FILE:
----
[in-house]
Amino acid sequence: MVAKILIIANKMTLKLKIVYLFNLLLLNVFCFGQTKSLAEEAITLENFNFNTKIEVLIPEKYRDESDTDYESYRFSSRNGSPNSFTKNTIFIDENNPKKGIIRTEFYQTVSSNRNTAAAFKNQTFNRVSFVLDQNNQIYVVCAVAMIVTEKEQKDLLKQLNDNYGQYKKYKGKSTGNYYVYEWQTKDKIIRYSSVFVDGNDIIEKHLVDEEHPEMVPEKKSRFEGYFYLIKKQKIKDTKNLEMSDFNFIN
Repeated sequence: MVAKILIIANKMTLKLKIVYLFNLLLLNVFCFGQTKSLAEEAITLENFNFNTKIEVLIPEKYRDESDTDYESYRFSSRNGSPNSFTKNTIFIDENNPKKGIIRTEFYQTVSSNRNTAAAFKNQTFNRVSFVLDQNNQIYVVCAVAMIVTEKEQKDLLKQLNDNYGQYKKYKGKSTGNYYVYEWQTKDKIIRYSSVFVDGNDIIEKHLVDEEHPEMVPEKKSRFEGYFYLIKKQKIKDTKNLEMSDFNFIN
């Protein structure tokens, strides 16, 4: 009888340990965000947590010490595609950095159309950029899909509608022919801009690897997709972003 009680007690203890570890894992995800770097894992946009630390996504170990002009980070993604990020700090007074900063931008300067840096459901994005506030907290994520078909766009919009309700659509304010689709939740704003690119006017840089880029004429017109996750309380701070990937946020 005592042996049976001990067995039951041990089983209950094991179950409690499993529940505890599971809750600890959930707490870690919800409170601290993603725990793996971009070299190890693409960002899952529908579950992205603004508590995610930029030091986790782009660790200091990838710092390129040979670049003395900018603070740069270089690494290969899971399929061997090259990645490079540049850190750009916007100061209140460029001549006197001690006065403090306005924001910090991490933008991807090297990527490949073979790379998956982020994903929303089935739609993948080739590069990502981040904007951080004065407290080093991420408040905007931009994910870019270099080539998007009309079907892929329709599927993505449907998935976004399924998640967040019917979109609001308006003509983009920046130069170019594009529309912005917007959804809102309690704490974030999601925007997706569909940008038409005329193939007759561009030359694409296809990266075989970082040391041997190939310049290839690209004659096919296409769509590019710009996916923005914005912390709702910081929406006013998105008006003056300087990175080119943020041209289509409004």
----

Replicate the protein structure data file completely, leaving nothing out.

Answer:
[in-house]
Amino acid sequence: MVAKILIIANKMTLKLKIVYLFNLLLLNVFCFGQTKSLAEEAITLENFNFNTKIEVLIPEKYRDESDTDYESYRFSSRNGSPNSFTKNTIFIDENNPKKGIIRTEFYQTVSSNRNTAAAFKNQTFNRVSFVLDQNNQIYVVCAVAMIVTEKEQKDLLKQLNDNYGQYKKYKGKSTGNYYVYEWQTKDKIIRYSSVFVDGNDIIEKHLVDEEHPEMVPEKKSRFEGYFYLIKKQKIKDTKNLEMSDFNFIN
Repeated sequence: MVAKILIIANKMTLKLKIVYLFNLLLLNVFCFGQTKSLAEEAITLENFNFNTKIEVLIPEKYRDESDTDYESYRFSSRNGSPNSFTKNTIFIDENNPKKGIIRTEFYQTVSSNRNTAAAFKNQTFNRVSFVLDQNNQIYVVCAVAMIVTEKEQKDLLKQLNDNYGQYKKYKGKSTGNYYVYEWQTKDKIIRYSSVFVDGNDIIEKHLVDEEHPEMVPEKKSRFEGYFYLIKKQKIKDTKNLEMSDFNFIN
């Protein structure tokens, strides 16, 4: 009888340990965000947590010490595609950095159309950029899909509608022919801009690897997709972003 009680007690203890570890894992995800770097894992946009630390996504170990002009980070993604990020700090007074900063931008300067840096459901994005506030907290994520078909766009919009309700659509304010689709939740704003690119006017840089880029004429017109996750309380701070990937946020 005592042996049976001990067995039951041990089983209950094991179950409690499993529940505890599971809750600890959930707490870690919800409170601290993603725990793996971009070299190890693409960002899952529908579950992205603004508590995610930029030091986790782009660790200091990838710092390129040979670049003395900018603070740069270089690494290969899971399929061997090259990645490079540049850190750009916007100061209140460029001549006197001690006065403090306005924001910090991490933008991807090297990527490949073979790379998956982020994903929303089935739609993948080739590069990502981040904007951080004065407290080093991420408040905007931009994910870019270099080539998007009309079907892929329709599927993505449907998935976004399924998640967040019917979109609001308006003509983009920046130069170019594009529309912005917007959804809102309690704490974030999601925007997706569909940008038409005329193939007759561009030359694409296809990266075989970082040391041997190939310049290839690209004659096919296409769509590019710009996916923005914005912390709702910081929406006013998105008006003056300087990175080119943020041209289509409004």